my berlin kitchenIt takes courage to turn your life upside down, especially when everyone is telling you how lucky you are. But sometimes what seems right can feel deeply wrong. My Berlin Kitchen tells the story of how one thoroughly confused, kitchen-mad perfectionist broke off her engagement to a handsome New Yorker, quit her dream job, and found her way to a new life, a new man, and a new home in Berlin—one recipe at a time.

Luisa Weiss will seduce you with her stories of foraging for plums in abandoned orchards, battling with white asparagus at the tail end of the season, orchestrating a three-family Thanksgiving in Berlin, and mending her broken heart with batches (and batches) of impossible German Christmas cookies. Fans of her award-winning blog The Wednesday Chef, will know the happy ending, but anyone who enjoyed Julie and Julia will laugh and cheer and cook alongside Luisa as she takes us into her heart and tells us how she gave up everything only to find love waiting where she least expected it. (description from publisher)

Major Pettigrew’s Last Stand is a delightful little love story.  Judging from the cover art,  I was expecting it to take place earlier in the century, but it is definitely set in the present day, in a charming English country village called Edgecomb St. Mary.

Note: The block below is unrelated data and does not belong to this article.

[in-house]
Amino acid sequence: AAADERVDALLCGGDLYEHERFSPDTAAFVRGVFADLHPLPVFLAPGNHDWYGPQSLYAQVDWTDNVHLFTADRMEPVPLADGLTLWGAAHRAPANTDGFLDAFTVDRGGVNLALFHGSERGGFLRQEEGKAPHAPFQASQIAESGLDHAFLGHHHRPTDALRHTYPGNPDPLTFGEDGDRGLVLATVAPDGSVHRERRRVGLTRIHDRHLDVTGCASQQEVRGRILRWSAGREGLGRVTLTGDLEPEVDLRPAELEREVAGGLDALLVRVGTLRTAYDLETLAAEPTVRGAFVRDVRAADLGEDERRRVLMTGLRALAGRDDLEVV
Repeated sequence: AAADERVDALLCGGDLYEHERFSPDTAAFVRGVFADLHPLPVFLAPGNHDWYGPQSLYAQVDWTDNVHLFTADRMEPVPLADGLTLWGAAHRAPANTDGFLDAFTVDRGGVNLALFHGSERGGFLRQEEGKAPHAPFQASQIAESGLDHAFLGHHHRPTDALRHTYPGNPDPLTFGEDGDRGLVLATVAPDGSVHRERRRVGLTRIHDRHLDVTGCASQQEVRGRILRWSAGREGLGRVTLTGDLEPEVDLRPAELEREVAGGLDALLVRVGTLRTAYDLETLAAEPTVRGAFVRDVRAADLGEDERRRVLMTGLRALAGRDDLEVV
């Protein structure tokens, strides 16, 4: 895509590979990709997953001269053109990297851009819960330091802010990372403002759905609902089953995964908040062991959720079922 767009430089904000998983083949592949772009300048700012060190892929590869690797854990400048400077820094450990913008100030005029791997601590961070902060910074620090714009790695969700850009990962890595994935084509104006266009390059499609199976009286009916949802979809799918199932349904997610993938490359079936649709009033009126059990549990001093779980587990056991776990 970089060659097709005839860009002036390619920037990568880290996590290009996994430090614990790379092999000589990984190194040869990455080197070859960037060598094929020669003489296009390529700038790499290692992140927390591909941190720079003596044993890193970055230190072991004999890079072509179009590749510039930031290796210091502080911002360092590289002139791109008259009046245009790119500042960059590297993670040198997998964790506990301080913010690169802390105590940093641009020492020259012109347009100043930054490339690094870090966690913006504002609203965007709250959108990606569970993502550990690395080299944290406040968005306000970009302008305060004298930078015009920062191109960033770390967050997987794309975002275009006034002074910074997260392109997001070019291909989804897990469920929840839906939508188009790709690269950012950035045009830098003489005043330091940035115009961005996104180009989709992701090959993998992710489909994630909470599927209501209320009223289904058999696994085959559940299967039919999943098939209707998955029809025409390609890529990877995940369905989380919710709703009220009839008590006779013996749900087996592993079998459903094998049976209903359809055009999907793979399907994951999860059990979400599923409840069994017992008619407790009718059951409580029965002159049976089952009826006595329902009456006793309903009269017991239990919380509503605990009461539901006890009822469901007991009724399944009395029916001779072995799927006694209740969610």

Major Pettigrew, though retired, is the personification of a very proper English gentleman, fond of all things British, including a cup of freshly brewed tea.  When his brother dies unexpectedly, he is surprised to find himself drawn into a friendship with Mrs. Ali, a local Pakistani shopkeeper.  As their friendship develops into something more, they discover that many of their friends and neighbors have trouble accepting their new relationship.  Throw is some scenes from some recalcitrant family members and you’ve got yourself a full-fledged drama.  Well, okay, it’s not a tragedy like Romeo and Juliet, but it is sweet, it is sensitive and it is a refreshingly real love story featuring more “mature” participants.  But then, love is not only for the young — and we can all choose to be young at heart.